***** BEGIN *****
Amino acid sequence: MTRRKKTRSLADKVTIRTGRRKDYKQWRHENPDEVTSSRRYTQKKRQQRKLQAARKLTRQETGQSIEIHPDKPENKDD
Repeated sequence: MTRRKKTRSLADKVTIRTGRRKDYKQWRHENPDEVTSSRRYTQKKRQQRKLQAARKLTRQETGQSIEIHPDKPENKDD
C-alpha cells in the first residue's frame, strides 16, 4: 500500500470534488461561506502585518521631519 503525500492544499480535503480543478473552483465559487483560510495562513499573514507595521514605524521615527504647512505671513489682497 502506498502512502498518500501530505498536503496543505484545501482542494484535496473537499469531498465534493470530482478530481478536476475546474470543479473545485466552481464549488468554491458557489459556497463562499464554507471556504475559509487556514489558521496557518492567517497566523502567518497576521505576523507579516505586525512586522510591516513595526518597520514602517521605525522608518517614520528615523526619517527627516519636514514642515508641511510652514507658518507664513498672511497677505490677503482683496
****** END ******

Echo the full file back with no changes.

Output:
Amino acid sequence: MTRRKKTRSLADKVTIRTGRRKDYKQWRHENPDEVTSSRRYTQKKRQQRKLQAARKLTRQETGQSIEIHPDKPENKDD
Repeated sequence: MTRRKKTRSLADKVTIRTGRRKDYKQWRHENPDEVTSSRRYTQKKRQQRKLQAARKLTRQETGQSIEIHPDKPENKDD
C-alpha cells in the first residue's frame, strides 16, 4: 500500500470534488461561506502585518521631519 503525500492544499480535503480543478473552483465559487483560510495562513499573514507595521514605524521615527504647512505671513489682497 502506498502512502498518500501530505498536503496543505484545501482542494484535496473537499469531498465534493470530482478530481478536476475546474470543479473545485466552481464549488468554491458557489459556497463562499464554507471556504475559509487556514489558521496557518492567517497566523502567518497576521505576523507579516505586525512586522510591516513595526518597520514602517521605525522608518517614520528615523526619517527627516519636514514642515508641511510652514507658518507664513498672511497677505490677503482683496